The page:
Courtesy of the Evansville Courier Press, March 25, 2012
With crucial NCAA basketball games taking place this weekend with trips to the Final Four at stake, look for models of resiliency for young athletes in the mold of Willis Reed.
Growing up in New York, I always heard stories from my father of the legend of Willis Reed. Reed was the captain of the New York Knicks, and was the driving force that led them to the 1970 NBA Finals versus the Los Angeles Lakers. Reed’s performance in the first four games of the series was epic as he matched up with the Lakers’ dominant center, Wilt Chamberlain. In the fourth quarter of Game 5, he sustained a significant thigh injury that prevented him from finishing that game as well as playing in a Game 6 blow-out by the Lakers. Reed’s injury had thrown the Knicks into disarray, and left their chances of winning the title in serious jeopardy, with the series tied at 3-3 heading into the pivotal Game 7.
With both teams warming up on the court for Game 7, Reed limped onto the court with the Madison Square Garden crowd going wild, and an inspired group of teammates gaining a renewed level of confidence. Reed summoned the strength to out-jump Chamberlain on the opening tip. He then scored the game's first basket on a shot from the top of the key. He followed that by scoring the second New York basket by sinking a 20-footer.
Reed didn’t score again, but his inspired performance propelled his Knicks’ teammates to lead by as many as 29 points in the first half, and eventually won the game and NBA title.
Of all the great moments in NBA history, few are looked back on as more fabled than Reed’s gutty performance in the 1970 NBA Finals. Although his statistics only counted for four points, they were worth a massive source of inspiration for teammates and fans.
The legend of Willis Reed stuck with me as I grew up, and has evoked several special memories to me that are regarded by New York sports fans as ‘Willis Reed moments’.
A ‘Willis Reed moment’ to me is defined as an opportunity for someone with their back against the wall under significant adversity to show their true resilience, and eventually come through victorious. The ‘Willis Reed moment’ is most often synonymous with sporting events, but can act as a tremendous life lesson that can transcend sport for young athletes.
One of my own ‘Willis Reed moments’ that stands out to me was playing in a high school soccer playoff game in my junior year, and making a mistake late in that game that resulted in my team being scored upon that eventually resulted in our team losing and seeing our season end. My role in that loss stayed with me throughout the off-season, and I had vowed to persevere the next time I was given the opportunity to respond positively in a clutch situation. When that moment arose in a penalty kick shootout in a rematch the following season, I saved three penalty kicks to lead my team to a tournament title.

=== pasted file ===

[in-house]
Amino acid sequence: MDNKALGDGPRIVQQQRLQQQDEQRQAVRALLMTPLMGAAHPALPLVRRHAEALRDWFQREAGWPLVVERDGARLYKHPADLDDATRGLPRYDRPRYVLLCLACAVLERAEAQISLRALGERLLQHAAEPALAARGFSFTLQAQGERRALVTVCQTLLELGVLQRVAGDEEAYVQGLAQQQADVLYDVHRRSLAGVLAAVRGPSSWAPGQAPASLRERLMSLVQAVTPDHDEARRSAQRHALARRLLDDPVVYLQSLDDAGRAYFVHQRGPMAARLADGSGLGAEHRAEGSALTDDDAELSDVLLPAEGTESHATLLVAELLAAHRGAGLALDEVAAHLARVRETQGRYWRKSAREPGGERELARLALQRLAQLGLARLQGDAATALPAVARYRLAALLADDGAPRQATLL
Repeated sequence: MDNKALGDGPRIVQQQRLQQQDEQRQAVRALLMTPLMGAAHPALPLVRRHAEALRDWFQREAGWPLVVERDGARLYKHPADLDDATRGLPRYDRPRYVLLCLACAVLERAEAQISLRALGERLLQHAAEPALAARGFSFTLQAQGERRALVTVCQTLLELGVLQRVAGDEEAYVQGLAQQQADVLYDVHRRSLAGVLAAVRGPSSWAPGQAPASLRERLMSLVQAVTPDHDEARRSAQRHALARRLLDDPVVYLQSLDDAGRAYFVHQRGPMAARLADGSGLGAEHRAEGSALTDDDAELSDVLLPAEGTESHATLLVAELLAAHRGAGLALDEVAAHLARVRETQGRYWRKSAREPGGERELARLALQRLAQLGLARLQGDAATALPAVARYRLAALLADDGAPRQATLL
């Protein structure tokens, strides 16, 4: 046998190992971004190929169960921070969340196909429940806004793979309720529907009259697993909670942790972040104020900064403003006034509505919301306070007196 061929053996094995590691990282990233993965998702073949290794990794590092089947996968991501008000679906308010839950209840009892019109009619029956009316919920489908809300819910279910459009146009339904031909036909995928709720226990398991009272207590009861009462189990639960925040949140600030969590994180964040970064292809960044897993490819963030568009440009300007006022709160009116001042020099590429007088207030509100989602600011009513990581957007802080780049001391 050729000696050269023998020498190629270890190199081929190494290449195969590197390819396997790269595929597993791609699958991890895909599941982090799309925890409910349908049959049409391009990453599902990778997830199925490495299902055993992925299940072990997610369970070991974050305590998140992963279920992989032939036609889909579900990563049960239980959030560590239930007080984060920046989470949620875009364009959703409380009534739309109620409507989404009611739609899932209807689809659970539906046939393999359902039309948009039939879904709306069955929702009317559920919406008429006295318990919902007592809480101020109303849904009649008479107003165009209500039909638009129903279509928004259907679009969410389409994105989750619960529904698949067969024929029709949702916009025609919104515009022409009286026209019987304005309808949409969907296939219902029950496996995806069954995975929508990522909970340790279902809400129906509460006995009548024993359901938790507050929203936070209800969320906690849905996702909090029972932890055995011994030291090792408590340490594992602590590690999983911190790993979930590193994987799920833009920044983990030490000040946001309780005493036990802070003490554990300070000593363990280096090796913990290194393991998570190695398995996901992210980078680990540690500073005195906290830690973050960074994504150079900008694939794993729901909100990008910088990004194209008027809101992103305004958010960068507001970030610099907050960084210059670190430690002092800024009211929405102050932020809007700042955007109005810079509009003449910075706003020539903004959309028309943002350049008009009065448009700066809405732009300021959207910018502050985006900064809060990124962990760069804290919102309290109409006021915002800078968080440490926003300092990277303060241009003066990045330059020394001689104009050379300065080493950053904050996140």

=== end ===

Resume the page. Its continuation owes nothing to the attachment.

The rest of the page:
Those personal life experiences pale in comparison to seeing your own children learn and grow from their own ‘Willis Reed moments’.
One of my children defined her own level of resolve and mental toughness when she was posed with her own ‘Willis Reed moment’ years ago. After playing the previous season on the first team in her youth soccer club, she participated in tryouts the following year only to find out that she had not made the first team and was relegated to the second team. Posed with the options of finding a different team to play on, quitting soccer, or moving on to play with this different team, she picked herself and her bruised ego up and went to play on the second team. Playing with renewed confidence and a swagger to prove she was capable, she played well enough that season to eventually make the first team the following season.
There are few moments that I look back on with more pride than how my own daughter responded in the face of adversity, and how she etched her own ‘Willis Reed moment’. Regardless as to where her own playing career takes her, I know that she is a stronger person by persevering through tough times and learning from those experiences.
As you watch some of the top collegiate athletes and teams battle for the ultimate sporting prize in the coming weeks as the NCAA basketball tournament comes to a climax, look not only for wins on the scoreboard, but for tremendous life lessons that you can draw from to teach your athletes and children by how these players respond under pressure.
Where that New York Knicks victory in 1970 might be a distant memory, Willis Reed’s legacy continues to live on in defining on and off the court moments everywhere.